2-subnormality is not finite-join-closed

From Groupprops
Jump to: navigation, search
This article gives the statement, and possibly proof, of a subgroup property (i.e., 2-subnormal subgroup) not satisfying a subgroup metaproperty (i.e., finite-join-closed subgroup property).This also implies that it does not satisfy the subgroup metaproperty/metaproperties: Join-closed subgroup property (?), .
View all subgroup metaproperty dissatisfactions | View all subgroup metaproperty satisfactions|Get help on looking up metaproperty (dis)satisfactions for subgroup properties
Get more facts about 2-subnormal subgroup|Get more facts about finite-join-closed subgroup propertyGet more facts about join-closed subgroup property|

Statement

A join of two 2-subnormal subgroups of a group need not be 2-subnormal.

Related facts

Proof

Example of a group of order 64

We discuss here the example of a group of order 64, given as follows (here e denotes the identity element):

G = \langle c,b,z,a,u \mid c^4 = e, b^2 = e, bcb^{-1} = c^3, z^2 = e, zcz^{-1} = c, zbz^{-1} = b, a^2 = e, aca^{-1} = cz, aba^{-1} = b, u^2 = bc, ucu^{-1} = c^3za, uau^{-1} = c^2za \rangle

The two 2-subnormal subgroups are P = \langle bc, c^2 \rangle and L = \langle b, c^2 \rangle, and their join, which is H = \langle b, c \rangle, is 3-subnormal but not 2-subnormal.

Note that the GAP ID of G is (64,32): it is the 32^{nd} among GAP's list of groups of order 64.

The lattice of the relevant subgroups of G is depicted in the diagram below:

2subnormalityisnotfinitejoinclosed.png

Let's go over this step by step:

  • The subgroup \langle c,b \rangle is a dihedral group, which we call H. This has three subgroups of order four: the subgroup K = \langle c \rangle, the subgroup P = \langle bc, c^2 \rangle, and the subgroup L = \langle b, c^2 \rangle. What happens is that H is 3-subnormal, whereas both subgroups P and L are 2-subnormal.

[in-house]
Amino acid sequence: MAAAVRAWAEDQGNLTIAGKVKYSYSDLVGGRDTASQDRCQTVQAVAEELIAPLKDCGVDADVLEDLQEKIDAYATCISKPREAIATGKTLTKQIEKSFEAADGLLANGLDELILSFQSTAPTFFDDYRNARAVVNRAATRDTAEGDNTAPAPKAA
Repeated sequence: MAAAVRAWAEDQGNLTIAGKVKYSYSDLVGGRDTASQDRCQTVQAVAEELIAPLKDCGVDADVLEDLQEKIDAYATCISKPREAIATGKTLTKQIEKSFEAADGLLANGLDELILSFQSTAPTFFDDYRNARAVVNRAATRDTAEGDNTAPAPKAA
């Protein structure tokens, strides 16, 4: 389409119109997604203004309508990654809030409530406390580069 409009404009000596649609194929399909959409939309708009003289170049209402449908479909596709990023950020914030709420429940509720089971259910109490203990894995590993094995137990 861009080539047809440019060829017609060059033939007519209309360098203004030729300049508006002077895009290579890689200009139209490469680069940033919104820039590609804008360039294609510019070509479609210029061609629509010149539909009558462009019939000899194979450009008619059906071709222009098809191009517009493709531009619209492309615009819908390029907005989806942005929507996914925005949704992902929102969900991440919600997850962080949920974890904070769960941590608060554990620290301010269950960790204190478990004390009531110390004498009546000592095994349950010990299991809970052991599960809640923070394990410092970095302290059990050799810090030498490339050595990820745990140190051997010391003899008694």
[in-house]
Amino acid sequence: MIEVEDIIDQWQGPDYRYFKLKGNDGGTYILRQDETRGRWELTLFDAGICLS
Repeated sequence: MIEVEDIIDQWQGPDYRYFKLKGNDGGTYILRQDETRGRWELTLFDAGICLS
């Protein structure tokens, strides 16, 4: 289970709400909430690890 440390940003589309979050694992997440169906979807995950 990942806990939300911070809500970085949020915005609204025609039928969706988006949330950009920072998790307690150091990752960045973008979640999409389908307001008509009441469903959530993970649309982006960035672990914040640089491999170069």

• H is 3-subnormal but not 2-subnormal: In fact, H has a subnormal series H \le H_1 \le H_2 \le G, where N_G(H) = H_1, N_G(H_1) = H_2, N_G(H_2) = G. Here, H_1 = \langle b,c,z and H_2 = \langle b,c,z,a. This is both the fastest ascending and the fastest descending subnormal series: the normal closure of H in G is H_2, and the normal closure of H in H_2 is H_1. Note that the presentation is given in a way that fits this subnormal series well.
  • P is 2-subnormal: This needs careful understanding: the normalizer of P in G is H_1 = \langle b,c,z \rangle, and this is not normal in G. (Thus, P is not a 2-hypernormalized subgroup). Nonetheless, P is 2-subnormal, because the normal closure of P, defined as Q = \langle bc, c^2, z \rangle, is contained in the normalizer.
  • L is 2-subnormal: The normalizer of L in G is H_2, while its normal closure is the subgroup N = \langle b,c^2,z,a \rangle. Since the normal closure is contained in the normalizer, L is 2-subnormal. Note that in this case, it is also true that L is a 2-hypernormalized subgroup: the normalizer of L is normal in G.